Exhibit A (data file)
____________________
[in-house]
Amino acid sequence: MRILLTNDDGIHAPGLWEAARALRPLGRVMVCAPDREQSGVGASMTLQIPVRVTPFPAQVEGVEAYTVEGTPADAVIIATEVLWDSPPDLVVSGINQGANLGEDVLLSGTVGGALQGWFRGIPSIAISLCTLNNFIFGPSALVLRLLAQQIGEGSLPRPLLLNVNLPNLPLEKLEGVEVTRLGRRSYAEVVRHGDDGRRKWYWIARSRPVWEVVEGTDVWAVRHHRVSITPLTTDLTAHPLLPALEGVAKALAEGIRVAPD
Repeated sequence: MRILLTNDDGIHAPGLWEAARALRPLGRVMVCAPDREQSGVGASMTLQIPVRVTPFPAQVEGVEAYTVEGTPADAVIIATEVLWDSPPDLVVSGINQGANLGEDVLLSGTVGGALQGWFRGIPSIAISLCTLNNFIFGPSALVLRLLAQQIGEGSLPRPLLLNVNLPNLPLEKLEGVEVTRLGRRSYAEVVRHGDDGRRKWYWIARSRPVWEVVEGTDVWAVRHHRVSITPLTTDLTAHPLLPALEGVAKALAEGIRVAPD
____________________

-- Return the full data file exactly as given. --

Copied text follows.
[in-house]
Amino acid sequence: MRILLTNDDGIHAPGLWEAARALRPLGRVMVCAPDREQSGVGASMTLQIPVRVTPFPAQVEGVEAYTVEGTPADAVIIATEVLWDSPPDLVVSGINQGANLGEDVLLSGTVGGALQGWFRGIPSIAISLCTLNNFIFGPSALVLRLLAQQIGEGSLPRPLLLNVNLPNLPLEKLEGVEVTRLGRRSYAEVVRHGDDGRRKWYWIARSRPVWEVVEGTDVWAVRHHRVSITPLTTDLTAHPLLPALEGVAKALAEGIRVAPD
Repeated sequence: MRILLTNDDGIHAPGLWEAARALRPLGRVMVCAPDREQSGVGASMTLQIPVRVTPFPAQVEGVEAYTVEGTPADAVIIATEVLWDSPPDLVVSGINQGANLGEDVLLSGTVGGALQGWFRGIPSIAISLCTLNNFIFGPSALVLRLLAQQIGEGSLPRPLLLNVNLPNLPLEKLEGVEVTRLGRRSYAEVVRHGDDGRRKWYWIARSRPVWEVVEGTDVWAVRHHRVSITPLTTDLTAHPLLPALEGVAKALAEGIRVAPD